When you grow up in a dysfunctional family, happy memories are few and far between. It’s easy to dredge up the pain and sorrow, to recall the angry words and the punishments that followed, but difficult to find just one that didn’t hurt.
Today my husband and I went out for ice cream. After enjoying my delicious treat, as we were driving home, a sudden flash appeared: my sitting on a stool at a Walgreen’s counter.
We seldom ate out. When you’re low income, money is tight and not spent on restaurant meals.
When I was in fourth grade, we lived in a suburb of Dayton, Ohio. My mom had just learned to drive, which really made life better when all our doctor appointments were in the city.
I don’t remember why I was the only one with my mother. That rarely happened. My mother must have left my brother with someone, a relative probably, as she had no friends in the neighborhood. I don’t recall taking him somewhere, but we must have.
I’m not sure why we were in town. It was around the time the principal of my elementary school told my father that I could not return without glasses. That’s the most logical reason for our outing.
I knew, even then, that when my mother left home at thirteen, she moved to Cincinnati to live with an older sister. She helped my mom get a job at a Woolworth’s Department Store. I don’t know what she did there as she was so young.
Anyway, here we were, sitting on stools in a Woolworth’s in downtown Dayton. A bunch of colorful balloons floated above our heads, all tied to a long string so as not to float away.
Like any kid, I loved balloons. The colors, the way they flew about my head, the feeling of owning something that was just mine. Until my brother popped mine. Every last balloon I possessed he popped. Probably out of meanness. Maybe out of jealousy.
Anyway, here was a bright, colorful, happy-looking array of balloons. I wanted one so badly that all thoughts were erased from my head except for the one of owning a balloon.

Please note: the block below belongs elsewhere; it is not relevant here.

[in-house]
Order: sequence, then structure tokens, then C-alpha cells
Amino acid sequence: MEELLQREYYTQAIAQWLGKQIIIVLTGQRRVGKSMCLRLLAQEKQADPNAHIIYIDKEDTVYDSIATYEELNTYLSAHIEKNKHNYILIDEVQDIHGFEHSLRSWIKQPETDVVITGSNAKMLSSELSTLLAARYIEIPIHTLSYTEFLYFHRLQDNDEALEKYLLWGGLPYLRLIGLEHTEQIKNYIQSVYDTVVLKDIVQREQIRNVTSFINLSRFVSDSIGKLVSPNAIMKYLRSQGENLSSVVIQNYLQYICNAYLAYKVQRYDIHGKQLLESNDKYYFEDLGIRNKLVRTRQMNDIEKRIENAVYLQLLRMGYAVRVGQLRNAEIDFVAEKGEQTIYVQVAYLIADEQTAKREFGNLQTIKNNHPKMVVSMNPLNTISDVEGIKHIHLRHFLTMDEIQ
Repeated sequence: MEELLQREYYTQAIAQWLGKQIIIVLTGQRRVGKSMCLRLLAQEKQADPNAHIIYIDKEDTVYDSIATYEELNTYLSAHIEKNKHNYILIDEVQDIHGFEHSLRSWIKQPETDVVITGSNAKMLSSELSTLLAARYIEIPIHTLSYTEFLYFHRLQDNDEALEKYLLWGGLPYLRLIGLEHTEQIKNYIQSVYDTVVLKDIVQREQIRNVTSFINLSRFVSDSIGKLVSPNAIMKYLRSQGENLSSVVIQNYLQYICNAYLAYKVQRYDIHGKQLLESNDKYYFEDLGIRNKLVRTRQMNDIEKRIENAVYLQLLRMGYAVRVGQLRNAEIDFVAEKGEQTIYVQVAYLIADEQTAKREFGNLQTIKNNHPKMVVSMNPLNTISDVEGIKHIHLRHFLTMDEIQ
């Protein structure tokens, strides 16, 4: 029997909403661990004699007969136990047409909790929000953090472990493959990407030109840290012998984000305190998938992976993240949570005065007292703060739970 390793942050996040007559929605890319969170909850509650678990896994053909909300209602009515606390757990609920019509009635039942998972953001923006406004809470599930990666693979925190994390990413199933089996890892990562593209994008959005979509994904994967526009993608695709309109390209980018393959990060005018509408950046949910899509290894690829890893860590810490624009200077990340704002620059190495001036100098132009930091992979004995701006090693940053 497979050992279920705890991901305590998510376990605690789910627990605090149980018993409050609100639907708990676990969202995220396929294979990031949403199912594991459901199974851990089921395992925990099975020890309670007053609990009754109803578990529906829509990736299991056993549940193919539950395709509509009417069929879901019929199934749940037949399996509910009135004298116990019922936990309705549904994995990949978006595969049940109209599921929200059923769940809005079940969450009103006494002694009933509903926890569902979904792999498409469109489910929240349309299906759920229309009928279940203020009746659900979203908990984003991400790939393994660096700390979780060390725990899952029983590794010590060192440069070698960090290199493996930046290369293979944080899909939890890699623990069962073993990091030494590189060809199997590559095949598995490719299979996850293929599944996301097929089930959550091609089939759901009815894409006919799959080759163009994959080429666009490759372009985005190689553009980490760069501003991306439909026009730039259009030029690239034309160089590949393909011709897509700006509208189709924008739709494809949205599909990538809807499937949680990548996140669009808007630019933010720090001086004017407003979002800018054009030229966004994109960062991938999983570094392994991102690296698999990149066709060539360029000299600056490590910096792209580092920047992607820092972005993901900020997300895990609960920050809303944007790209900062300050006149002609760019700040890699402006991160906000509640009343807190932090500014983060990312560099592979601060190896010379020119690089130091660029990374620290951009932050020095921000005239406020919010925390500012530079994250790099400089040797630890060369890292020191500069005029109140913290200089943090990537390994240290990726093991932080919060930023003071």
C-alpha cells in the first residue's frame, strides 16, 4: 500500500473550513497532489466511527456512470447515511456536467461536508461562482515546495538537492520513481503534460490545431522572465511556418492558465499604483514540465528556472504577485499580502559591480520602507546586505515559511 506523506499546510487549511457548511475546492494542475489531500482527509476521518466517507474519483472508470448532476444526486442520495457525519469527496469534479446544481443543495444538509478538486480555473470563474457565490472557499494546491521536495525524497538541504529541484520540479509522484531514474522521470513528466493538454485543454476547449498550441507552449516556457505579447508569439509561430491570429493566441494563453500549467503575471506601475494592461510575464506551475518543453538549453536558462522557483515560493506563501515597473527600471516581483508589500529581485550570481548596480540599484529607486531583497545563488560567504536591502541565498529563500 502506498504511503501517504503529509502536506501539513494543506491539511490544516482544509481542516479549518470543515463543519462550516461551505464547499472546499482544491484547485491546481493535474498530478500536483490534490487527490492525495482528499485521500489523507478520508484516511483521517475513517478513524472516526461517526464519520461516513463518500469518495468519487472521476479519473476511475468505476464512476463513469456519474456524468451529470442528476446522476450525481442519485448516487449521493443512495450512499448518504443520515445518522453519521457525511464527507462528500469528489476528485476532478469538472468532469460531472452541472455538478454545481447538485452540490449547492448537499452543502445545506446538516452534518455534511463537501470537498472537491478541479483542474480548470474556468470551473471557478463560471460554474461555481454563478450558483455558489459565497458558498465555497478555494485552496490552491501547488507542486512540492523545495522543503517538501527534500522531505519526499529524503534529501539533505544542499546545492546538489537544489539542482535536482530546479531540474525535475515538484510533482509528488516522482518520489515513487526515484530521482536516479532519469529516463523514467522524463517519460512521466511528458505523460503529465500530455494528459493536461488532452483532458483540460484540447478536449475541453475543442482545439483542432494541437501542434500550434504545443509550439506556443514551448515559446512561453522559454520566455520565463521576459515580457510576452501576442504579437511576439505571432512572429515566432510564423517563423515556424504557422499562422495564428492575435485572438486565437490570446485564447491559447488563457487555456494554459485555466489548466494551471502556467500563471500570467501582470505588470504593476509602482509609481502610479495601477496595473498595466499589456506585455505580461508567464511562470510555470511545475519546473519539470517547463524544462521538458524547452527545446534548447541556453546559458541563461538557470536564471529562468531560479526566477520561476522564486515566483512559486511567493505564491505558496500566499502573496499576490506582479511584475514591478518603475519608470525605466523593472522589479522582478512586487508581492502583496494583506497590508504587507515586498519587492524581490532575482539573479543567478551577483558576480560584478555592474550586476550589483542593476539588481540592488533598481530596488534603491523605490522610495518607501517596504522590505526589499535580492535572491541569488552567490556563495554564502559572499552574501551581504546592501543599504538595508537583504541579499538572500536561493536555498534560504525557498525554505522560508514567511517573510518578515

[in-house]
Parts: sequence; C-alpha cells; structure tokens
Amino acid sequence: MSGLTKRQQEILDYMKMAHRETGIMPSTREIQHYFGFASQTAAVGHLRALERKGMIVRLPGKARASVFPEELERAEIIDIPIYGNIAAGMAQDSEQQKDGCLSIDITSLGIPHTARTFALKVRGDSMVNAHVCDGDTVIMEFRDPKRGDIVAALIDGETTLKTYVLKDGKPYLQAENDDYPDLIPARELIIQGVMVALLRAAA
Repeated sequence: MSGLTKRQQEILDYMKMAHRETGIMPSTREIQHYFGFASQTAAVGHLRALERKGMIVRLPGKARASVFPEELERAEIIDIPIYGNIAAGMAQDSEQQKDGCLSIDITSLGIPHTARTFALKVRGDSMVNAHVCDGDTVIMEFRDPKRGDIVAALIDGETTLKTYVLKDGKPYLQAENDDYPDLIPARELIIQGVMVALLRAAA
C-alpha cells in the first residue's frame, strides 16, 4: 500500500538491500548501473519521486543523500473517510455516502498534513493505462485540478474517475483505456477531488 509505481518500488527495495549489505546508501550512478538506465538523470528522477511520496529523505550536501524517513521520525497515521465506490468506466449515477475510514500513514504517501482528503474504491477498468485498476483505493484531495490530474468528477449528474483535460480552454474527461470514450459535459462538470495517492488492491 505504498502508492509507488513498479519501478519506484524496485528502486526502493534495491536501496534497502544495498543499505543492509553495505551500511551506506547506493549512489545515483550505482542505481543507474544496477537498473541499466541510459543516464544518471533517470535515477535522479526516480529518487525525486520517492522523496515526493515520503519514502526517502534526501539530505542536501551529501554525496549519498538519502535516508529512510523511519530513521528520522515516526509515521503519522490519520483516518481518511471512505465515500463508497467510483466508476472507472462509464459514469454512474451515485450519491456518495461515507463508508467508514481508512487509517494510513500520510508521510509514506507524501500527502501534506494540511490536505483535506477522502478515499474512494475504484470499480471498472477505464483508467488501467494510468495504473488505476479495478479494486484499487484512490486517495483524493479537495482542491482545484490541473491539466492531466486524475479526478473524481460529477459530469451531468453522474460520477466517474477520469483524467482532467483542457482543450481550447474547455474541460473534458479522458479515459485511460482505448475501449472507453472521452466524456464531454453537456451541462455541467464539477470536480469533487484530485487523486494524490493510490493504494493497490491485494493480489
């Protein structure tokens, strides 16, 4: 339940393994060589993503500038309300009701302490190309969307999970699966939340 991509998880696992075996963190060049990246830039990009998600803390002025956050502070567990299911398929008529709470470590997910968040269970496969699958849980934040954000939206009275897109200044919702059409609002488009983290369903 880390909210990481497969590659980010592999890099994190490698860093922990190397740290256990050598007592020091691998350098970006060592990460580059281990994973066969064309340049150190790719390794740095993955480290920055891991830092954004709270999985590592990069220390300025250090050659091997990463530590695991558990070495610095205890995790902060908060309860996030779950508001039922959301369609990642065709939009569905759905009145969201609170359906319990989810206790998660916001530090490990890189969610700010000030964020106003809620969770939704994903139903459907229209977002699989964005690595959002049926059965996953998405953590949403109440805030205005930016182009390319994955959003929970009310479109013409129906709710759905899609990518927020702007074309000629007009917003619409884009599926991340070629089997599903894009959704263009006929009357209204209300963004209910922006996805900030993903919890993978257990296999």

The person behind the ice cream counter told me I could have any balloon I wanted. I recall looking at my mother to see if this were true. Possible. I remember holding my breath as I waited for her response.
When the clerk said the balloons held surprises, that each one had a slip of paper inside that would reveal what ice cream treat I could have. I think she said that a few balloons awarded a free treat. A completely free ice cream treat!
Even at that young age I understood that nothing was free. If something good came my way it would be immediately followed by something bad. But I was a kid and kids hope.
When my mother nodded that I cold pick a balloon, I was shocked. I. Got. To. Pick.
I am sure my eyes were wide in disbelief. I am positive that I knew I’d never win. But, like any kid, I imagined that my balloon would give me something free. Maybe an ice cream soda, or if I was really lucky, a banana split.
But there was a really good chance that all I’d get was a cheap sucker. One of those wrapped in cheap plastic that doctor’s give after a shot. There was a glass jar of suckers on the counter right in front of the clerk.
I liked suckers. Any color, any flavor. We seldom had them, so winning a sucker wouldn’t be a bad thing. Just not the thing I wanted most of all: a banana split.
My mother grew impatient as I stared up at the balloons, trying to see through, to read the slip so as to ensure that I got that banana split.
The clerk asked what I was hoping to win. I looked first to my mother, then when she nodded, I said, loud and clear (something unusual for me), that I wanted a banana split.
My mother laughed. Not a happy laugh, but a mocking laugh. You’ll never win that, she said. Or I seem to recall her saying.
It seems as if my shoulders must have slumped. I bet my whole body slumped.
I think the clerk told me to take a chance. That she thought I’d be a winner. Just point and tell her which one I wanted.
Back then, as now, blue was my favorite color. Except for the years when my Catholic school uniform was blue. But I loved blue t-shirts, blue socks, blue shorts and really, really wanted a pair of blue tennis shoes I’d seen in the bargain store where we shopped. I’d never gotten the shoes.
There were several blue balloons. One way up high, one to the right, one to the left, and one right on front of me, so close I could have touched it. I thought about that one. It was so close, so it must be the lucky one, right? But that would have been too easy.
I nodded. The only balloon that might be lucky was the blue one so close to the ceiling that it brushed the tiles when the fan’s blades came near. I pointed with my right hand, my middle finger extended.
Are you sure the clerk asked. It’s pretty far away.